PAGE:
Our earliest ancestors
“The Long Man of Wilmington looks naked towards the shires” wrote Kipling of the enigmatic hill figure on the Downs. In the area around the Long Man are many monuments to our early, pre-Roman ancestors – their homes, fields, temples and burial places. Many of these can be seen (if not always understood) from this walk of outstanding views.
LENGTH – 12 miles
TIME – 6.5 hours
START – Friston Church, Crowlink Lane, Friston, Eastbourne, BN20 0AU (O.S. Explorer 16 – NGR 552982)
PARKING – Crowlink National Trust car park, Friston Lane to side of church off A259. (BN20 0BA). Pay and display.
TOILETS – No public toilets available.
REFRESHMENTS – Pubs at East Dean (½ mile off route), Jevington, Wilmington.
CAUTION – This walk includes two crossings of the A259 road.
This walk contains stiles.
How did our ancestors obtain drinking water on the waterless Downs? The pond adjacent to the church provides the answer. This was once a “dew pond” – its bottom lined with successive layers of clay and straw endlessly trampled (often by herding cattle around in circles) to form a waterproof lining. This then trapped rainwater and dew (by condensation) to form a pond. Friston pond has recently been restored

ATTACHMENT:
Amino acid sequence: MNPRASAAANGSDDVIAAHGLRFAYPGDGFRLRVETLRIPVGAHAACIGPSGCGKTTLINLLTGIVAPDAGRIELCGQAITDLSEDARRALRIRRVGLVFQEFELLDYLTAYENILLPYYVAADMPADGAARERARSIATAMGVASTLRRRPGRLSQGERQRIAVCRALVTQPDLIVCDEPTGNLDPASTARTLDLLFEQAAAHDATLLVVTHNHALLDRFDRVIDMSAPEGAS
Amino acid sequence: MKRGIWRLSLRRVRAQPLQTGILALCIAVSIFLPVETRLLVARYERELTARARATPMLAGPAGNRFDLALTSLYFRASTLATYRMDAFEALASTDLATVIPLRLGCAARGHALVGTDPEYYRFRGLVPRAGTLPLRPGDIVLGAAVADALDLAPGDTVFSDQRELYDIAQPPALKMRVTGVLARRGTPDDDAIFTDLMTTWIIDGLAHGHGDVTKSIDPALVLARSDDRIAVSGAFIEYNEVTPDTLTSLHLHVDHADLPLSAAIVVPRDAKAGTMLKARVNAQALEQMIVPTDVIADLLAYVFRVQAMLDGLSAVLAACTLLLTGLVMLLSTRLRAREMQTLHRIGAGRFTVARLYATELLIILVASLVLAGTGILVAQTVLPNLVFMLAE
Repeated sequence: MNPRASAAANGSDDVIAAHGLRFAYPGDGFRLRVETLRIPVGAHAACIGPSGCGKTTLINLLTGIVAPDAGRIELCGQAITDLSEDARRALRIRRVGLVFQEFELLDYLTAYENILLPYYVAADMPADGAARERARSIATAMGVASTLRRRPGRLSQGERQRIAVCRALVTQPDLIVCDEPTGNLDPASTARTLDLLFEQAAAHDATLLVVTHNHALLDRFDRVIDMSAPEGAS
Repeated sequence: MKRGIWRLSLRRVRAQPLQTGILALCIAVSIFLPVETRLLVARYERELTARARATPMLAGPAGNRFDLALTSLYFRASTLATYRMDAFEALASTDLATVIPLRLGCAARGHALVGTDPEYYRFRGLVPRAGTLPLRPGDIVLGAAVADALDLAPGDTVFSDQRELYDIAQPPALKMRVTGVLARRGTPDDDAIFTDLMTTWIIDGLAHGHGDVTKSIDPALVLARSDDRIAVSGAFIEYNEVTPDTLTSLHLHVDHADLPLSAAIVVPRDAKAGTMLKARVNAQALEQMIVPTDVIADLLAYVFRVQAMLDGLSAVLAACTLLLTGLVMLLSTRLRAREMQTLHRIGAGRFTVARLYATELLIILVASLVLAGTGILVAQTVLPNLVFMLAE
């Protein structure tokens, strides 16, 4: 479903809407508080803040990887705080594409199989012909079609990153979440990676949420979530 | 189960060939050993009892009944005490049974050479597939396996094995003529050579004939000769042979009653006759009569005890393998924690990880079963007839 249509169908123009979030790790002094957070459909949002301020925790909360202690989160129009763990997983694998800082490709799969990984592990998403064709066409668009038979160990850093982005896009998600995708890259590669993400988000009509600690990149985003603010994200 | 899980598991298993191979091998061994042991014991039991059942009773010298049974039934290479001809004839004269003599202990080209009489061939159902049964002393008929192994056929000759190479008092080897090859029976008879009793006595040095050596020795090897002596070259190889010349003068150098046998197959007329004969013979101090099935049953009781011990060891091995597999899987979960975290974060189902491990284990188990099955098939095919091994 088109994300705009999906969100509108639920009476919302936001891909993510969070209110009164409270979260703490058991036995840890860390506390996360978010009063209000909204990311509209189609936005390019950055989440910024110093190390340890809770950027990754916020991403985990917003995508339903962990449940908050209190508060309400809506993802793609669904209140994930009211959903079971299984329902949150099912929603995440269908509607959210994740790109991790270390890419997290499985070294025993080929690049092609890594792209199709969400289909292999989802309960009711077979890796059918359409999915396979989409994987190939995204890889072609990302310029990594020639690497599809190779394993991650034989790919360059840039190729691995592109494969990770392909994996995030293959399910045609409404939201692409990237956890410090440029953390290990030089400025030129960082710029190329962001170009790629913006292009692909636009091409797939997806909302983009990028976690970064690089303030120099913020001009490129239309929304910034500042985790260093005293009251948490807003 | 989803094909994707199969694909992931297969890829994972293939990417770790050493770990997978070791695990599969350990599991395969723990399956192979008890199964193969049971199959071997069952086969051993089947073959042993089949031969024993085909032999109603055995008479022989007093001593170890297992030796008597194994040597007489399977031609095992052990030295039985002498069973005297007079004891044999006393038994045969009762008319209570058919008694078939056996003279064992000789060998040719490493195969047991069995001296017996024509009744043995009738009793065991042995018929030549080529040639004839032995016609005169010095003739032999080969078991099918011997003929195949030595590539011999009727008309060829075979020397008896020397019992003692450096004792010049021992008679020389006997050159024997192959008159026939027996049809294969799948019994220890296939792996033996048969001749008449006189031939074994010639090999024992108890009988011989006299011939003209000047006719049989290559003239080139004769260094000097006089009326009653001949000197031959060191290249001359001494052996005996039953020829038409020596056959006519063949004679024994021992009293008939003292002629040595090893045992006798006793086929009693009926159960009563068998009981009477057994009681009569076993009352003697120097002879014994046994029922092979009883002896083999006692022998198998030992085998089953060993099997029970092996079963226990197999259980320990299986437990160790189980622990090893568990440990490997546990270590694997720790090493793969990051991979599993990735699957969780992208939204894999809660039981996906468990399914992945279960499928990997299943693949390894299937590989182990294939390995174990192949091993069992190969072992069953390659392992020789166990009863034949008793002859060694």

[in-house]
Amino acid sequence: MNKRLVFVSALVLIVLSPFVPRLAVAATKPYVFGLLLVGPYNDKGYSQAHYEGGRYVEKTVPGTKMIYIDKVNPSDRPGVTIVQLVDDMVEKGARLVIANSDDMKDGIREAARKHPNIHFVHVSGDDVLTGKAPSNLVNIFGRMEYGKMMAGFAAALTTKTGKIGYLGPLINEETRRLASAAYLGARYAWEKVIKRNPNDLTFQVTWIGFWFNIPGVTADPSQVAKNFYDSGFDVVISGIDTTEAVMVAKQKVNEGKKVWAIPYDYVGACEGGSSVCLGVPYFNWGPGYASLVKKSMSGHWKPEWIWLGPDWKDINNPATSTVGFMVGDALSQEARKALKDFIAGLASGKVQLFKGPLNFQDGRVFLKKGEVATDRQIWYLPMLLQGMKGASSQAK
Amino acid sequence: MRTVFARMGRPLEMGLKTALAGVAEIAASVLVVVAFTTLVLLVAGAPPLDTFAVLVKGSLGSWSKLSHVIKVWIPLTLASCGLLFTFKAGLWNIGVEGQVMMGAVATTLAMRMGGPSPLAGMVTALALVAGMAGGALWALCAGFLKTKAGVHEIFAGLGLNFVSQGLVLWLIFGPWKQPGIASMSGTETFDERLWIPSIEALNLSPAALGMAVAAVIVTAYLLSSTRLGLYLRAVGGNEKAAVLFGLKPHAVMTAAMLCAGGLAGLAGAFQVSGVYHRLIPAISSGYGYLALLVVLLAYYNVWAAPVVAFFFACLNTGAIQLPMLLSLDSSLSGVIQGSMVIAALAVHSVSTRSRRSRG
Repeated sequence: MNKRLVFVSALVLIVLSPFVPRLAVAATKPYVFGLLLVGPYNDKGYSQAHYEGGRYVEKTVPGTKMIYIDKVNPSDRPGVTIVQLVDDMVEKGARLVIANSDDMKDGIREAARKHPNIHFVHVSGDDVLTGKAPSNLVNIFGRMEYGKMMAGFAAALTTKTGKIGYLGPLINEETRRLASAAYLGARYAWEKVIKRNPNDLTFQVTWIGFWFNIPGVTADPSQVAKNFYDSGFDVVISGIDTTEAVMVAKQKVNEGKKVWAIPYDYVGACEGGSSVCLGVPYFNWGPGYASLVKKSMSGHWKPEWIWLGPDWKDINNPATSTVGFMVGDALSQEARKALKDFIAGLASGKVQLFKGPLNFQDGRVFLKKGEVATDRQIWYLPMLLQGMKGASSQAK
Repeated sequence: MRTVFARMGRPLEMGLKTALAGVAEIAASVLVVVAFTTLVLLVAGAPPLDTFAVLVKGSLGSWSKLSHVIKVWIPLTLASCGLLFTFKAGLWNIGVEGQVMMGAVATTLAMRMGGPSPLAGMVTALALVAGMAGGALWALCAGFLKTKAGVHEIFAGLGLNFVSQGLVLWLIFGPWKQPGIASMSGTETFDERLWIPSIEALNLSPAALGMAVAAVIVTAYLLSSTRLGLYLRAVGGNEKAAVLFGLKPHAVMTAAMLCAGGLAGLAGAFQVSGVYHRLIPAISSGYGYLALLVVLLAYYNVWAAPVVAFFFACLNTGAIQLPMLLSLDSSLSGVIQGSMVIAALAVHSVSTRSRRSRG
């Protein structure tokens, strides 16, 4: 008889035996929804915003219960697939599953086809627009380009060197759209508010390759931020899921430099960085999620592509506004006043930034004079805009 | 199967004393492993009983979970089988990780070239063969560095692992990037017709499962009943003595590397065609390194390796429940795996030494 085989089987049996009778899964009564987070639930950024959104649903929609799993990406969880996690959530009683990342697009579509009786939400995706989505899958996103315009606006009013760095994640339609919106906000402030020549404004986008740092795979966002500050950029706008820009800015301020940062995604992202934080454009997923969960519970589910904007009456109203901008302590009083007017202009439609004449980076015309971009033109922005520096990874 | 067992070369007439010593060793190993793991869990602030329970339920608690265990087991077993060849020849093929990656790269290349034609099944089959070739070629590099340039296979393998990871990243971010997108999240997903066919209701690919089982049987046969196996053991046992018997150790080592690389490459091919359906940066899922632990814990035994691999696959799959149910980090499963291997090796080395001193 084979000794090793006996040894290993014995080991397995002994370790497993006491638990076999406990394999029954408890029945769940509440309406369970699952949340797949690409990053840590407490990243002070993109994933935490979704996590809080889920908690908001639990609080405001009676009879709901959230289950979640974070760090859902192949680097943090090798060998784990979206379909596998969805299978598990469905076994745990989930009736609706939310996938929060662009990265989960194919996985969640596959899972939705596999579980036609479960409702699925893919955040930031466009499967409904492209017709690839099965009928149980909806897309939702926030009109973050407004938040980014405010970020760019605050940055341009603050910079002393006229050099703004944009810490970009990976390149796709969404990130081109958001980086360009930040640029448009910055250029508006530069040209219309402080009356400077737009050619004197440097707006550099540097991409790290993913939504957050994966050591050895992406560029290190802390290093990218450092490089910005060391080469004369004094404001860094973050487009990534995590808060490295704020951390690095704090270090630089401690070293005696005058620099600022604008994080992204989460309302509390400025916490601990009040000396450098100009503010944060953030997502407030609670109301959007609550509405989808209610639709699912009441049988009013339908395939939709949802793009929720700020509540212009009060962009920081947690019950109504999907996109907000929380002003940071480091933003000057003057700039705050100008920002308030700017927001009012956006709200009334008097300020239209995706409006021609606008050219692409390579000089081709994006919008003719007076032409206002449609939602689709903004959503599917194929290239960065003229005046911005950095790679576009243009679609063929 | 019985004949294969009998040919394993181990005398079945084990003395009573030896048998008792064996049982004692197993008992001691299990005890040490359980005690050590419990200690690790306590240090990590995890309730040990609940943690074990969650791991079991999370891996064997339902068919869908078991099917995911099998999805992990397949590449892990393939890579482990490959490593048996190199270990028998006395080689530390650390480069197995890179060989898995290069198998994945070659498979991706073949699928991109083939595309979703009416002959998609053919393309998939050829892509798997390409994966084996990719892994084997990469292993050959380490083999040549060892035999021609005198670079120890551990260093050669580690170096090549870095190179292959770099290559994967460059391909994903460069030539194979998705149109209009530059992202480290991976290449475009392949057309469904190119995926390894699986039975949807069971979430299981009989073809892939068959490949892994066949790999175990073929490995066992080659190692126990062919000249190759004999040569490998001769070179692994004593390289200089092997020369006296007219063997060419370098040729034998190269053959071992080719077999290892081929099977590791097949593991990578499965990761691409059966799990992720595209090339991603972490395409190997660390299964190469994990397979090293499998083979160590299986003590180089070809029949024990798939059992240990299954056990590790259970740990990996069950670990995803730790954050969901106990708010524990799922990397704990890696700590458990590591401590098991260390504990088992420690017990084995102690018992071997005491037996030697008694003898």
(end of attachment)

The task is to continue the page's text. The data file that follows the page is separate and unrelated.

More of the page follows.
Combe Hill illustrates a site of continuing importance to our ancestors over thousands of years. Around the top of the hill, two rings of interrupted banks and ditches form a “causewayed camp”, which was constructed around 3000BC by Neolithic people equipped only with animal bones, antler picks and wood spades to make what? It cannot be defensive as the banks are not continuous. A space for use as a temple or an arena/trading area seem the most likely uses. Guarding each end of the approach to the hilltop are the spirits of the Bronze Age people, buried perhaps 800 years later, clutching their possessions and facing the sunrise under what is now a grassy mound but which was once a gleaming white, chalk barrow. Causewayed camps are rare in Sussex, so the recent discovery of another, single-ringed example (albeit damaged by later activities), only ½ mile away under what is now Butts Brow car park, provides a new mystery to ponder.
Ploughing in pre-Roman Sussex was a tiring activity. The primitive ploughs had to be used twice – up and down then across and back over the same piece of land to break the soil. The resulting square fields gradually became terraced into the hillside separated by banks of soil called lynchetts. On the steeper parts of the Downs these have been preserved by the absence of later ploughing, with a very fine example clearly visible on the descent to Jevington and other examples appearing throughout this walk as seasonal soil marks after modern ploughing.
Whilst Jevington Church post-dates the theme of this walk, the re-use of Roman bricks to form the heads of some of the arches in the tower, gives firm evidence for the presence of a substantial Roman building nearby. Inside the church, a stone tablet shows a figure of Christ thrusting a sword into twin beasts of evil at his feet, which may represent the triumph of Christianity over the nearby pagan sites.